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International Journal of Molecular Sciences


G protein-coupled receptor, atrial fibrillation, cardiac myocyte, cyclic AMP, heart failure, regulator of G protein signaling-4, signal transduction







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The regulator of G protein signaling (RGS) proteins are crucial for the termination of G protein signals elicited by G protein-coupled receptors (GPCRs). This superfamily of cell membrane receptors, by far the largest and most versatile in mammals, including humans, play pivotal roles in the regulation of cardiac function and homeostasis. Perturbations in both the activation and termination of their G protein-mediated signaling underlie numerous heart pathologies, including heart failure (HF) and atrial fibrillation (AFib). Therefore, RGS proteins play important roles in the pathophysiology of these two devasting cardiac diseases, and several of them could be targeted therapeutically. Although close to 40 human RGS proteins have been identified, each RGS protein seems to interact only with a specific set of G protein subunits and GPCR types/subtypes in any given tissue or cell type. Numerous in vitro and in vivo studies in animal models, and also in diseased human heart tissue obtained from transplantations or tissue banks, have provided substantial evidence of the roles various cardiomyocyte RGS proteins play in cardiac normal homeostasis as well as pathophysiology. One RGS protein in particular, RGS4, has been reported in what are now decades-old studies to be selectively upregulated in human HF. It has also been implicated in protection against AFib via knockout mice studies. This review summarizes the current understanding of the functional roles of cardiac RGS proteins and their implications for the treatment of HF and AFib, with a specific focus on RGS4 for the aforementioned reasons but also because it can be targeted successfully with small organic molecule inhibitors.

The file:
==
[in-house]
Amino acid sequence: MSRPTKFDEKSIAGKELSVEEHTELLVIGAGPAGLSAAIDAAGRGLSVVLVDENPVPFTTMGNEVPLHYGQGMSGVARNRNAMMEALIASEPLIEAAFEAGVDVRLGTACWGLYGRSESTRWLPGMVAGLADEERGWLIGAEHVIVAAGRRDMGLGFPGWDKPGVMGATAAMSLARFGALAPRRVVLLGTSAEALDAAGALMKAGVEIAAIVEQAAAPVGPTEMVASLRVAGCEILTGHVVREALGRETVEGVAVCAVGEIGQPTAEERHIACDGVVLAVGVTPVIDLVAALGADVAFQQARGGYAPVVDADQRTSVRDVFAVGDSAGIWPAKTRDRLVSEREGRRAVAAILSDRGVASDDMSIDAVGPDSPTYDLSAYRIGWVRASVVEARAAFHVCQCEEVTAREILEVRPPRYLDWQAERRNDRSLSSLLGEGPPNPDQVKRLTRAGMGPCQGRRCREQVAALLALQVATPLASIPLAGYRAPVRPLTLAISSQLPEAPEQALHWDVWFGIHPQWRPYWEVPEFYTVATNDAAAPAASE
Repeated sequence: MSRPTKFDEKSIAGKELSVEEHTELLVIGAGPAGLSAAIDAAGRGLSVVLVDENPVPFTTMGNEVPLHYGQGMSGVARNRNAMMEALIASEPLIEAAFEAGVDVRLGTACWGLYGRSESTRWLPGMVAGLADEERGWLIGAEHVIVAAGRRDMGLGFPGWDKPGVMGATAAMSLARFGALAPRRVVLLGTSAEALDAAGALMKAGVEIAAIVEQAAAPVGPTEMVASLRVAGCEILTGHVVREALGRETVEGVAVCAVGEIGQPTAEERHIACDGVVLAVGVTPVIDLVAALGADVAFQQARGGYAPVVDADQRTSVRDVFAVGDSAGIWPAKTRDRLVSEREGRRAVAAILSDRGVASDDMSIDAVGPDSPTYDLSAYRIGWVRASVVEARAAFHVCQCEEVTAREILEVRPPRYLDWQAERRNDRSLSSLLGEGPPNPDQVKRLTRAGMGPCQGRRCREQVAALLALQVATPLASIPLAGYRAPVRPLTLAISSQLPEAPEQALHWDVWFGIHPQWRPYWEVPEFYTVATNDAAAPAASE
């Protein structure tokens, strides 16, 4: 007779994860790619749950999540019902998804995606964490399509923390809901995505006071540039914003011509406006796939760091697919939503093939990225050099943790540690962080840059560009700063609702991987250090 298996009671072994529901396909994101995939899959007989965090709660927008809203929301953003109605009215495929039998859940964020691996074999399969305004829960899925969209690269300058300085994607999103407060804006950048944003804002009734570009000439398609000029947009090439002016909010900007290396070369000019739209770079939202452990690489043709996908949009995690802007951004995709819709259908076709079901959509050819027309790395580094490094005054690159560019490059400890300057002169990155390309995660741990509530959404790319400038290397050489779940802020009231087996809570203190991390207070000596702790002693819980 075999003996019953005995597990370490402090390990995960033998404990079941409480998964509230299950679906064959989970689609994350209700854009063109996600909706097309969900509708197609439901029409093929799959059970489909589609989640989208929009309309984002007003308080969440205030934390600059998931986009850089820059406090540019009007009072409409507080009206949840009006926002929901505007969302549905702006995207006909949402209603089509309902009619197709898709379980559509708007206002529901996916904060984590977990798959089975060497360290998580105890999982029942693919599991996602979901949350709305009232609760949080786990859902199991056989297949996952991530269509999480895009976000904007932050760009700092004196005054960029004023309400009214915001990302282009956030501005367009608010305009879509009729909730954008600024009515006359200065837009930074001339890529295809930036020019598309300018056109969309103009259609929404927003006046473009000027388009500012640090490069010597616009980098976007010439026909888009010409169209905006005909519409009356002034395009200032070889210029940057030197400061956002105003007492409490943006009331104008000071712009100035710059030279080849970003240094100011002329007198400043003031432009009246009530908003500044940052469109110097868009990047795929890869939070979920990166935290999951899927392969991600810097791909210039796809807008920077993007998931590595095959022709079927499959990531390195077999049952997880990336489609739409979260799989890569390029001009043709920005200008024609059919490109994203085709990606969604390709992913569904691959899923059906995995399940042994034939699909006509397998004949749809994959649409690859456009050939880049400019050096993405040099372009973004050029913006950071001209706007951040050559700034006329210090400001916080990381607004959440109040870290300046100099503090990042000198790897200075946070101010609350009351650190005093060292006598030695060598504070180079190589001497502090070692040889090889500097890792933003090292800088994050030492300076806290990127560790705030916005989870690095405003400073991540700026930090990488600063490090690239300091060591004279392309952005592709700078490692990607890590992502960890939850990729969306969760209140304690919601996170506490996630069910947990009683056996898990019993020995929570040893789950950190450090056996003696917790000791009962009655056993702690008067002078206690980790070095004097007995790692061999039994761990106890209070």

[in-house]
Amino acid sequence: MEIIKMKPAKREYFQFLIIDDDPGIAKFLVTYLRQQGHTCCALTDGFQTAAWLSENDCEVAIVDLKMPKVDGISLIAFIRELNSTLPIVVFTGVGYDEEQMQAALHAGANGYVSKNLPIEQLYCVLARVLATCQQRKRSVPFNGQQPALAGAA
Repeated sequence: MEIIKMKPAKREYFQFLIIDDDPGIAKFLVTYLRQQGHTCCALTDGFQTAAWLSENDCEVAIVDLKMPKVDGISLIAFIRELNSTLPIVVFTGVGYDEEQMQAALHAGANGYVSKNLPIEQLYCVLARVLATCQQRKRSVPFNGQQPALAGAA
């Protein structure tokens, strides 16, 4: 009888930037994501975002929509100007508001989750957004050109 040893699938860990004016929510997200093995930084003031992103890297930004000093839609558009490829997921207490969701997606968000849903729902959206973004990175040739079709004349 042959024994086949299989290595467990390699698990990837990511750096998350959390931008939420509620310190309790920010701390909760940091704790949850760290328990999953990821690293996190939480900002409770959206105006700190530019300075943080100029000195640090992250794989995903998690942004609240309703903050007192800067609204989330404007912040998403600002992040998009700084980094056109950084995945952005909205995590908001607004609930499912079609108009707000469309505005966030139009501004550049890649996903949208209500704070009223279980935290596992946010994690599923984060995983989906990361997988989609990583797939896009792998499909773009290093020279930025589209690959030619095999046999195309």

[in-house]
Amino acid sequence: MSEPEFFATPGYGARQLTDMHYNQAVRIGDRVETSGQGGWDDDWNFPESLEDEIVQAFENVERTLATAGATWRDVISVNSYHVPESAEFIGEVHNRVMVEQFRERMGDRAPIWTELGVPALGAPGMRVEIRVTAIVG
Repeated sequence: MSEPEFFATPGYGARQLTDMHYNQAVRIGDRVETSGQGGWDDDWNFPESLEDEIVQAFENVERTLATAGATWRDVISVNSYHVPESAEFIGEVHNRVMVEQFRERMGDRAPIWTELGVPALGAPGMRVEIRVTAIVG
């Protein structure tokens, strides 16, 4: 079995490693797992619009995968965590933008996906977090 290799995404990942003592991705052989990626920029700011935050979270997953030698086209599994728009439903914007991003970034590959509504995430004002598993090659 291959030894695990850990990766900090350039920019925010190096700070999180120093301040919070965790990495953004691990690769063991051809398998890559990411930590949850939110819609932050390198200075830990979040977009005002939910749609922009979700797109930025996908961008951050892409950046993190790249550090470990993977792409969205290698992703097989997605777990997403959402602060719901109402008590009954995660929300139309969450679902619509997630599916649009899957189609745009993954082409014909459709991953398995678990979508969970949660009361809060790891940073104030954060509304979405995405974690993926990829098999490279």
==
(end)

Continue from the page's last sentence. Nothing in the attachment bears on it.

Funding: A.L. is supported by an NIH/NHLBI (R01 #HL155718-01) grant.

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Creative Commons Attribution 4.0 International License
This work is licensed under a Creative Commons Attribution 4.0 International License.



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